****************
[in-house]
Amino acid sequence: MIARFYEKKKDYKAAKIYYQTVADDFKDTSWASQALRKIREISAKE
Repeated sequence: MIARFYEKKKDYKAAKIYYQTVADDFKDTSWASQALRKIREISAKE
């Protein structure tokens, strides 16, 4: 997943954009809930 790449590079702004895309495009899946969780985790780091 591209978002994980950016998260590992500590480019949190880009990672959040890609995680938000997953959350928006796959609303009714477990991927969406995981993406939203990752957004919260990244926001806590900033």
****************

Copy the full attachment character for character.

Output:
[in-house]
Amino acid sequence: MIARFYEKKKDYKAAKIYYQTVADDFKDTSWASQALRKIREISAKE
Repeated sequence: MIARFYEKKKDYKAAKIYYQTVADDFKDTSWASQALRKIREISAKE
């Protein structure tokens, strides 16, 4: 997943954009809930 790449590079702004895309495009899946969780985790780091 591209978002994980950016998260590992500590480019949190880009990672959040890609995680938000997953959350928006796959609303009714477990991927969406995981993406939203990752957004919260990244926001806590900033």